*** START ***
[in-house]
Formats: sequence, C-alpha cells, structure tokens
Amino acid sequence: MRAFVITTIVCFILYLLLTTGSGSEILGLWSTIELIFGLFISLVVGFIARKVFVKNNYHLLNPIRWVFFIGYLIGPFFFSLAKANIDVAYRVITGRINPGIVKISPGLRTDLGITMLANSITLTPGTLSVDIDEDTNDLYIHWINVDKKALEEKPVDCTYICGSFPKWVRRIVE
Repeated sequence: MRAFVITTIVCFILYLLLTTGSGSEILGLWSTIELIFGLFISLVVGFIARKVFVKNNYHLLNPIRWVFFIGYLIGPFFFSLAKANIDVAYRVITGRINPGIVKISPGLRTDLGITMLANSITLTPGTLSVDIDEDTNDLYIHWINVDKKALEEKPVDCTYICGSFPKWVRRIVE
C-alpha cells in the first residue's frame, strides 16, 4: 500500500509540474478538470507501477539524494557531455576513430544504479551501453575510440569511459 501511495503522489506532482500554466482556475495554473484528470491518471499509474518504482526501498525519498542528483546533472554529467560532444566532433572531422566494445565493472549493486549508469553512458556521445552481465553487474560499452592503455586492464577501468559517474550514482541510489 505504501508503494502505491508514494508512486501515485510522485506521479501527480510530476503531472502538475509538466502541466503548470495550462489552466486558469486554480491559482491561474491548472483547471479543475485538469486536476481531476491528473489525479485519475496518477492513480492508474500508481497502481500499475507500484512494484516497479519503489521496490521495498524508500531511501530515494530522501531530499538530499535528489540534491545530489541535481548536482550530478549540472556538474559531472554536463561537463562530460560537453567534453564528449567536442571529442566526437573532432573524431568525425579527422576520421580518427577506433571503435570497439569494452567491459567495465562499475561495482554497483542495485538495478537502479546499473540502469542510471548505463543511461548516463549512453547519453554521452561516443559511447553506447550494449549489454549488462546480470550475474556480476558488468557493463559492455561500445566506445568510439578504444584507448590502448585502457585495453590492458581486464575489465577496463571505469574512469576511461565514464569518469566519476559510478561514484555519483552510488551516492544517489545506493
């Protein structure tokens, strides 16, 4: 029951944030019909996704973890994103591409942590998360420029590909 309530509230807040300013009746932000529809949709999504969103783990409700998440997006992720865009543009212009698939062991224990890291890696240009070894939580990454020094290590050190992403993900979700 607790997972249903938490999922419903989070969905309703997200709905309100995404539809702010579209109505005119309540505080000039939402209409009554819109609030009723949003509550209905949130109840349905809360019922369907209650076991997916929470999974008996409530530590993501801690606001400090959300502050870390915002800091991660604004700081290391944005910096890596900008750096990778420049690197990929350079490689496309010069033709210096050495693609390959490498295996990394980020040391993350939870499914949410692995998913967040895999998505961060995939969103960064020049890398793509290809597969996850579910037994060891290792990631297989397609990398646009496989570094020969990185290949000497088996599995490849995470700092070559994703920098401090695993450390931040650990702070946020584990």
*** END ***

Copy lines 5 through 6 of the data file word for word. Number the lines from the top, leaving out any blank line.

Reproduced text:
C-alpha cells in the first residue's frame, strides 16, 4: 500500500509540474478538470507501477539524494557531455576513430544504479551501453575510440569511459 501511495503522489506532482500554466482556475495554473484528470491518471499509474518504482526501498525519498542528483546533472554529467560532444566532433572531422566494445565493472549493486549508469553512458556521445552481465553487474560499452592503455586492464577501468559517474550514482541510489 505504501508503494502505491508514494508512486501515485510522485506521479501527480510530476503531472502538475509538466502541466503548470495550462489552466486558469486554480491559482491561474491548472483547471479543475485538469486536476481531476491528473489525479485519475496518477492513480492508474500508481497502481500499475507500484512494484516497479519503489521496490521495498524508500531511501530515494530522501531530499538530499535528489540534491545530489541535481548536482550530478549540472556538474559531472554536463561537463562530460560537453567534453564528449567536442571529442566526437573532432573524431568525425579527422576520421580518427577506433571503435570497439569494452567491459567495465562499475561495482554497483542495485538495478537502479546499473540502469542510471548505463543511461548516463549512453547519453554521452561516443559511447553506447550494449549489454549488462546480470550475474556480476558488468557493463559492455561500445566506445568510439578504444584507448590502448585502457585495453590492458581486464575489465577496463571505469574512469576511461565514464569518469566519476559510478561514484555519483552510488551516492544517489545506493
């Protein structure tokens, strides 16, 4: 029951944030019909996704973890994103591409942590998360420029590909 309530509230807040300013009746932000529809949709999504969103783990409700998440997006992720865009543009212009698939062991224990890291890696240009070894939580990454020094290590050190992403993900979700 607790997972249903938490999922419903989070969905309703997200709905309100995404539809702010579209109505005119309540505080000039939402209409009554819109609030009723949003509550209905949130109840349905809360019922369907209650076991997916929470999974008996409530530590993501801690606001400090959300502050870390915002800091991660604004700081290391944005910096890596900008750096990778420049690197990929350079490689496309010069033709210096050495693609390959490498295996990394980020040391993350939870499914949410692995998913967040895999998505961060995939969103960064020049890398793509290809597969996850579910037994060891290792990631297989397609990398646009496989570094020969990185290949000497088996599995490849995470700092070559994703920098401090695993450390931040650990702070946020584990």